Florida: Seminole County school workers ordered to speak ingles only
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Sat May 3 13:09:32 UTC 2008
Seminole County school workers ordered to speak ingl�s onlyA complaint is filed with Seminole schools calling rule 'unlawful anddiscriminatory.'
Sentinel Staff Writer
May 1, 2008
When Carolina Jurado moved to the United States from Panama severalyears ago, she knew English would become a part of her daily life.But she never thought she would be forbidden to speak her nativeSpanish. Jurado had worked for a year at Crystal Lake ElementarySchool in Lake Mary before a supervisor ordered her and fellowHispanics on the cafeteria staff in September to stop speaking theirnative language on the job.From then on, it would be English-only in the kitchen, based on aSeminole County school-district workplace policy that applied only tokitchen workers.They could speak Spanish only when taking breaks or to help aSpanish-speaking customer.
Jurado's supervisor presented her with a piece of paper with the ruletyped across the page and a space for her signature below.
She refused to sign it.
Instead, Jurado quit the job and, at the prompting of a friend, turnedto the National Latino Officers Association of America for help.
Last month, the association -- an advocacy group for Hispanics --filed a complaint with the school district, calling the rule "unlawfuland discriminatory."
"I feel this was an attempt to push the Hispanics out," said JoseMiranda, association spokesman.
Seminole County is the only school district in Central Florida with anEnglish-only policy, though none of the employees who complained wasmade aware of the rule until last fall.
Ned Julian, the district's legal counsel, said the policy was createdmore than 10 years ago to avoid mishaps in the "very dangerous"workplace.
Julian said he often deals with workers' compensation claims foremployees who scald, cut or otherwise injure themselves in thekitchens.
Food-services director Dan Andrews said there haven't been any majorcatastrophes or accidents because of a language barrier, but whenemployees don't all speak the same language, it creates room for errorand hazards.
"The last thing I want is one of my employees or customers, which arestudents, to be hurt or injured," Andrews said.
'The common language'
In past years some workers have questioned the language policy, butafter it was further explained the concerns were quashed, Andrewssaid.
"It's not that English is a better language," Andrews said, "but it'sthe common language."
The district has no similar language policy for other workers inpotentially hazardous situations, such as the school-maintenance crew.The need for a similar rule has not come up, Julian said.
Jurado, 28, and several Spanish-speaking colleagues in the kitchenwere shocked to be told they could speak their language only onbreaks. They spoke English to non-Spanish speakers and to thechildren, teachers and administrators they served in the cafeteria,they said.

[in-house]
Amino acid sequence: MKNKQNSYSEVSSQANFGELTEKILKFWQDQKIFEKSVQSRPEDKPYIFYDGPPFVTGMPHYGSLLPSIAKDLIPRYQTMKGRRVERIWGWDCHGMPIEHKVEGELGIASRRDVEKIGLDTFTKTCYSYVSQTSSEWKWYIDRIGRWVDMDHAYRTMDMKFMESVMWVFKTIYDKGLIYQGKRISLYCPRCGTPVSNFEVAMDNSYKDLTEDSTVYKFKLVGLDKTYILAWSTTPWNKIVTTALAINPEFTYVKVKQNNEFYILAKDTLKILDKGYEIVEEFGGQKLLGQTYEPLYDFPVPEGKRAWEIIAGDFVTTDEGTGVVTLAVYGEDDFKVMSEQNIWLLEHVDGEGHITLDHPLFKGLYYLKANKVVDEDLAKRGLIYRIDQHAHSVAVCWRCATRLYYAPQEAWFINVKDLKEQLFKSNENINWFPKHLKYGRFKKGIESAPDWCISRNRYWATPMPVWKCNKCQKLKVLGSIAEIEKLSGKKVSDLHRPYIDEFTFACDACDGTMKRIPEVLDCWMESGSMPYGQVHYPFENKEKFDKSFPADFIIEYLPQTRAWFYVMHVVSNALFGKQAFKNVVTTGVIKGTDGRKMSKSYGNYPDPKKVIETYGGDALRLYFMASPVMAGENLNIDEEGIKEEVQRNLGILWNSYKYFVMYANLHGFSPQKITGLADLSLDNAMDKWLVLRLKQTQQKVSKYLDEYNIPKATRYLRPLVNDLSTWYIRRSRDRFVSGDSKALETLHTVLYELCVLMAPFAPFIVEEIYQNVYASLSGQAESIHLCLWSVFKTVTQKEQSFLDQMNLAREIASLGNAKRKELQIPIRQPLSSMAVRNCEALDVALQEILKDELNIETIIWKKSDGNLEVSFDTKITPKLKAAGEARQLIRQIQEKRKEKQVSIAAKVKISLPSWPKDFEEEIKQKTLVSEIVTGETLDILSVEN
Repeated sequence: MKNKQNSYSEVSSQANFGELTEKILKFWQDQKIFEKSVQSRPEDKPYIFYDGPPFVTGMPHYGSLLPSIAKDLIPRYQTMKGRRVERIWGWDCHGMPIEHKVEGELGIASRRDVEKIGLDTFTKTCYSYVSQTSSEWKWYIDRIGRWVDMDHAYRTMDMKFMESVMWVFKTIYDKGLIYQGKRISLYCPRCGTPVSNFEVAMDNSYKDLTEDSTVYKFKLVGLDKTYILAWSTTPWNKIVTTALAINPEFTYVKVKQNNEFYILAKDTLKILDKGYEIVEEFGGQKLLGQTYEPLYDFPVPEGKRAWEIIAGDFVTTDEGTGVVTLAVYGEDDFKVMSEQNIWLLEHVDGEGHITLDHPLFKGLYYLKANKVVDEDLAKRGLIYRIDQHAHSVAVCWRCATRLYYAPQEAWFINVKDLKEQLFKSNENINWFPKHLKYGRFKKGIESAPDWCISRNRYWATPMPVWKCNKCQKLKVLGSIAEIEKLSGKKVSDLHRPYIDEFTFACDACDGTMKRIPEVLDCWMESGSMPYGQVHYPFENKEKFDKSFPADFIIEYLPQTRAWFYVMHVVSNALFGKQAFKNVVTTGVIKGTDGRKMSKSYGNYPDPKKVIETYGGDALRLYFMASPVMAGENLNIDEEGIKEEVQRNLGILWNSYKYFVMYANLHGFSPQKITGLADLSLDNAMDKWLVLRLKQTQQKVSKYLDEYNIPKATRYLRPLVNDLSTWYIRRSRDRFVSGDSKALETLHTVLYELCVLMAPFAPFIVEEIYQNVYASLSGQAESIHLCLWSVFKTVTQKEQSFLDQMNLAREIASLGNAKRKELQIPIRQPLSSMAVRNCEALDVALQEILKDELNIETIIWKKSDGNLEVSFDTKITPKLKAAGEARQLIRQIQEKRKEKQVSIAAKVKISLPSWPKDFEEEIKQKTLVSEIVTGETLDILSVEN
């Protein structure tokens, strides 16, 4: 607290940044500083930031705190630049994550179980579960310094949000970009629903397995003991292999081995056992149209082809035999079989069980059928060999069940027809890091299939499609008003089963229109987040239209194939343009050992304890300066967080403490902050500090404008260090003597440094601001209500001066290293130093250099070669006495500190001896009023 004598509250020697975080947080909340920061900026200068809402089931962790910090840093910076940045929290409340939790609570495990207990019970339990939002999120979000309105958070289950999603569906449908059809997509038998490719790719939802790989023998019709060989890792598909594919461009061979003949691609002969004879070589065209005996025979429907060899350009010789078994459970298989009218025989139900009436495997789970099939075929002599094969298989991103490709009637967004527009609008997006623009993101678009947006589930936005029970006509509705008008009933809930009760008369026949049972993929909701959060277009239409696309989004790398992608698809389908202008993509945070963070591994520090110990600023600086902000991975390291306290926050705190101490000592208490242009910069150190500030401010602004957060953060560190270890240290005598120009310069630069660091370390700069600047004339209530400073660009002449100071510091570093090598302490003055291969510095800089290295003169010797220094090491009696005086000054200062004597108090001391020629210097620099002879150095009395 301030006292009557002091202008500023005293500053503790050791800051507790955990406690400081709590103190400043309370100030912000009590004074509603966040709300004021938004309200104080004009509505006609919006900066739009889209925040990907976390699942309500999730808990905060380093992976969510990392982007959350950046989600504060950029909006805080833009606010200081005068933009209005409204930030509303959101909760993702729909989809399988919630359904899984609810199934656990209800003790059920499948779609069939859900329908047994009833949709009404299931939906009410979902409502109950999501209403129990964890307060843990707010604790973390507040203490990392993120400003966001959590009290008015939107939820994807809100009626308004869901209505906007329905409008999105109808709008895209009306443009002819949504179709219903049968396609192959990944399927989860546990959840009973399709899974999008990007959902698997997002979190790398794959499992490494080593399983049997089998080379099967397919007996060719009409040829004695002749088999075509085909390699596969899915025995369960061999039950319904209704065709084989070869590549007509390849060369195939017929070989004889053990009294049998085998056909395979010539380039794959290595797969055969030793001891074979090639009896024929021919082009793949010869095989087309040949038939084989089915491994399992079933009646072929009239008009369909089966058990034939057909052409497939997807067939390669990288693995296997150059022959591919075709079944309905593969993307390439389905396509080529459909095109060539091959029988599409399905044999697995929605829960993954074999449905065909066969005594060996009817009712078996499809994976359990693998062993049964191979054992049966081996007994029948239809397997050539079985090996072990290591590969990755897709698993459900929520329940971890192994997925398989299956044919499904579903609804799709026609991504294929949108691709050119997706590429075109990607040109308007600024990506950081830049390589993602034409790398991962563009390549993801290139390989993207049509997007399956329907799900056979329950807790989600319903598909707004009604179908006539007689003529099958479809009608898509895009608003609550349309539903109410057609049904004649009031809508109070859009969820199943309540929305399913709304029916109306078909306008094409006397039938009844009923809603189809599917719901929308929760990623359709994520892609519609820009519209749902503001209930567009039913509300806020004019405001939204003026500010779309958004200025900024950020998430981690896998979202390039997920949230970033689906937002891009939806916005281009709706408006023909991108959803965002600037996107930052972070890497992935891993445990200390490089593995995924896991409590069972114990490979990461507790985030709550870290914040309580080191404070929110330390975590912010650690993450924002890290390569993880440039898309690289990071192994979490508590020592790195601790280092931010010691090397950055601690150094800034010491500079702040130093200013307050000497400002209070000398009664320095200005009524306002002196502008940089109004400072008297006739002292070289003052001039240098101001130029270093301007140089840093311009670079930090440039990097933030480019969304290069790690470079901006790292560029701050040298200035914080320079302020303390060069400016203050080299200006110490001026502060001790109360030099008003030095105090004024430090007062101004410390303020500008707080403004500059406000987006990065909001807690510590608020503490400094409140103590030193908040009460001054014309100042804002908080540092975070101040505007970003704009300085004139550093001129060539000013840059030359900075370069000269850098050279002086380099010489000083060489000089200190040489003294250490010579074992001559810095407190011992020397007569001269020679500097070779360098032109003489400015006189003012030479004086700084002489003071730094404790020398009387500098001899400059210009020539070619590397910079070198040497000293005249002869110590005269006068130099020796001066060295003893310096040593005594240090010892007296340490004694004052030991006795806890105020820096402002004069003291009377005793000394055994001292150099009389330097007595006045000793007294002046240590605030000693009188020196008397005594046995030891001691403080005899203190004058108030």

It was only among themselves that they spoke in Spanish.
"I didn't feel like I was hurting anybody by talking Spanish," Jurado said.
'Spirit of the law'
The National Council for La Raza in Washington, the largest Hispaniccivil-rights and advocacy organization in the United States, oftenhears of complaints about language policies similar to the one inSeminole County.
"It's very close to violating the law, and at the very least it'sviolating the spirit of the law," said Raul Gonz�lez, a legislativedirector for the council.
Gonz�lez refers to Title VII of the 1964 Civil Rights Act, whichforbids employers from discriminating against applicants because oftheir native language, birthplace, cultural heritage or accent.
However, the employer can put the rule in place if it is necessary torun a business but cannot mandate any language be spoken during abreak or lunch.
Gonz�lez said the district goes a "step too far" when it asks workersto use their native language to speak with customers but not with oneanother.
Similar complaints in other states have resulted in lawsuits, saidElise Shore, the Southeast legal counsel for the Mexican AmericanLegal Defense and Educational Fund.
Oglethorpe University, a private school in Atlanta, paid a settlementof more than $50,000 last year to three housekeepers who spoke onlySpanish and were told they must learn to speak English.
Matter of principle
Jurado is one of three Seminole kitchen workers who asked the NationalLatino Officers Association to intervene and file a complaint on theirbehalf.
Betty Garcia, kitchen manager at Crystal Lake for six years, quitafter Jurado left rather than enforce the English-only policy.
"I left because they were putting a lot of pressure on me about theSpanish speakers," said Garcia, a native of Puerto Rico.
Julieta Ditchfield worked five years for the district on a temporarybasis through a staffing company and then was told in January that shewas no longer needed. She wonders whether she was let go because ofher recent pregnancy or because she refused to sign the English-onlyrule while working at Wilson Elementary School in Sanford.
Miranda of the Latino Officers Association said the group continues tooppose the language rule and is considering whether to sue the schooldistrict over the policy.
Quitting her job made life more difficult for Jurado, whose husband isnow the only wage earner in the family. The couple have two youngchildren, including a disabled son.
But she said her opposition to the English-only policy was a matter ofprinciple.
"We work for everything we have," Jurado said. "Why should this havecost us our jobs?"
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